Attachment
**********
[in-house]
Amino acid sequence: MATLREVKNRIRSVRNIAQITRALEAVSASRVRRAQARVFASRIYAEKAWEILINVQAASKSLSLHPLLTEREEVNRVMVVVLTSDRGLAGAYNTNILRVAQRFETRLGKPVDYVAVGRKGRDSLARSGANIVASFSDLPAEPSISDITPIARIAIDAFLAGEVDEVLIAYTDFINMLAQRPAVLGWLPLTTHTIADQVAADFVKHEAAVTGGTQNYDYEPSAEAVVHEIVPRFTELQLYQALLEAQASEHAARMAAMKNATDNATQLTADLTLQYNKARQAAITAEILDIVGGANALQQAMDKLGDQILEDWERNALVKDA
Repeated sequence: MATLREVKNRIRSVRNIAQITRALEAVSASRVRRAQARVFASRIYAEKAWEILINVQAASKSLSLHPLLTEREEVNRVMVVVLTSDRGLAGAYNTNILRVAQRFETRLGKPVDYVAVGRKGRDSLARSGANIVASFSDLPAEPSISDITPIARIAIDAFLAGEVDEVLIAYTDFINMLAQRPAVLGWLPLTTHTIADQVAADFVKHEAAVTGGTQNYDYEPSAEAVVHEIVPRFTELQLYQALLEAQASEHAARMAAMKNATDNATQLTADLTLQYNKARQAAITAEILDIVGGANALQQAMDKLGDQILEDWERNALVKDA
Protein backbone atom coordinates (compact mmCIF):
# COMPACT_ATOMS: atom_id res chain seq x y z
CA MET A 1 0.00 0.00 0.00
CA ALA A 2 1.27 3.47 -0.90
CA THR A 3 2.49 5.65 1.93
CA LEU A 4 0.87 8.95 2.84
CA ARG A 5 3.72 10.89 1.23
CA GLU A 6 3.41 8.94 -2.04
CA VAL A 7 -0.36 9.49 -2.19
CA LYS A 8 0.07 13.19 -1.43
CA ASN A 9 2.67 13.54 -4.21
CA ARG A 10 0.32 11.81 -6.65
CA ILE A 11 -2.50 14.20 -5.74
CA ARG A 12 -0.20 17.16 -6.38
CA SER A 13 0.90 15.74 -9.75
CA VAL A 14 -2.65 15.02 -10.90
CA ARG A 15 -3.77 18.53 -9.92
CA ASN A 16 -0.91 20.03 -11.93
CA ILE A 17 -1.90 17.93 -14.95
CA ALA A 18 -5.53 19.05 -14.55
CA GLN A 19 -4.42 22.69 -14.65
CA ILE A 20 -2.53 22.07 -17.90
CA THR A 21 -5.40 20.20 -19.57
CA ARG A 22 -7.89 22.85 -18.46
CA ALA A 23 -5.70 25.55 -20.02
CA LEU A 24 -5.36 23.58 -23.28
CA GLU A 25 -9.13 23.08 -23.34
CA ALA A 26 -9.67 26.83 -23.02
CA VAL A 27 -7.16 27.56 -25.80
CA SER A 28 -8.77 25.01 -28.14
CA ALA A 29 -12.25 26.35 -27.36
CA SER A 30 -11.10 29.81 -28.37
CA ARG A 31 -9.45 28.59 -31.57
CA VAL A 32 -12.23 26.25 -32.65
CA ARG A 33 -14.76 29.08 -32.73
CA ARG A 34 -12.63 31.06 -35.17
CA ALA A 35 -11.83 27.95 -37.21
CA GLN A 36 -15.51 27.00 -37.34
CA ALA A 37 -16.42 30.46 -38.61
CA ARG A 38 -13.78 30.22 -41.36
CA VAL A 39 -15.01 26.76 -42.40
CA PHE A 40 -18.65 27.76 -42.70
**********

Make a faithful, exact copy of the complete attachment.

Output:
[in-house]
Amino acid sequence: MATLREVKNRIRSVRNIAQITRALEAVSASRVRRAQARVFASRIYAEKAWEILINVQAASKSLSLHPLLTEREEVNRVMVVVLTSDRGLAGAYNTNILRVAQRFETRLGKPVDYVAVGRKGRDSLARSGANIVASFSDLPAEPSISDITPIARIAIDAFLAGEVDEVLIAYTDFINMLAQRPAVLGWLPLTTHTIADQVAADFVKHEAAVTGGTQNYDYEPSAEAVVHEIVPRFTELQLYQALLEAQASEHAARMAAMKNATDNATQLTADLTLQYNKARQAAITAEILDIVGGANALQQAMDKLGDQILEDWERNALVKDA
Repeated sequence: MATLREVKNRIRSVRNIAQITRALEAVSASRVRRAQARVFASRIYAEKAWEILINVQAASKSLSLHPLLTEREEVNRVMVVVLTSDRGLAGAYNTNILRVAQRFETRLGKPVDYVAVGRKGRDSLARSGANIVASFSDLPAEPSISDITPIARIAIDAFLAGEVDEVLIAYTDFINMLAQRPAVLGWLPLTTHTIADQVAADFVKHEAAVTGGTQNYDYEPSAEAVVHEIVPRFTELQLYQALLEAQASEHAARMAAMKNATDNATQLTADLTLQYNKARQAAITAEILDIVGGANALQQAMDKLGDQILEDWERNALVKDA
Protein backbone atom coordinates (compact mmCIF):
# COMPACT_ATOMS: atom_id res chain seq x y z
CA MET A 1 0.00 0.00 0.00
CA ALA A 2 1.27 3.47 -0.90
CA THR A 3 2.49 5.65 1.93
CA LEU A 4 0.87 8.95 2.84
CA ARG A 5 3.72 10.89 1.23
CA GLU A 6 3.41 8.94 -2.04
CA VAL A 7 -0.36 9.49 -2.19
CA LYS A 8 0.07 13.19 -1.43
CA ASN A 9 2.67 13.54 -4.21
CA ARG A 10 0.32 11.81 -6.65
CA ILE A 11 -2.50 14.20 -5.74
CA ARG A 12 -0.20 17.16 -6.38
CA SER A 13 0.90 15.74 -9.75
CA VAL A 14 -2.65 15.02 -10.90
CA ARG A 15 -3.77 18.53 -9.92
CA ASN A 16 -0.91 20.03 -11.93
CA ILE A 17 -1.90 17.93 -14.95
CA ALA A 18 -5.53 19.05 -14.55
CA GLN A 19 -4.42 22.69 -14.65
CA ILE A 20 -2.53 22.07 -17.90
CA THR A 21 -5.40 20.20 -19.57
CA ARG A 22 -7.89 22.85 -18.46
CA ALA A 23 -5.70 25.55 -20.02
CA LEU A 24 -5.36 23.58 -23.28
CA GLU A 25 -9.13 23.08 -23.34
CA ALA A 26 -9.67 26.83 -23.02
CA VAL A 27 -7.16 27.56 -25.80
CA SER A 28 -8.77 25.01 -28.14
CA ALA A 29 -12.25 26.35 -27.36
CA SER A 30 -11.10 29.81 -28.37
CA ARG A 31 -9.45 28.59 -31.57
CA VAL A 32 -12.23 26.25 -32.65
CA ARG A 33 -14.76 29.08 -32.73
CA ARG A 34 -12.63 31.06 -35.17
CA ALA A 35 -11.83 27.95 -37.21
CA GLN A 36 -15.51 27.00 -37.34
CA ALA A 37 -16.42 30.46 -38.61
CA ARG A 38 -13.78 30.22 -41.36
CA VAL A 39 -15.01 26.76 -42.40
CA PHE A 40 -18.65 27.76 -42.70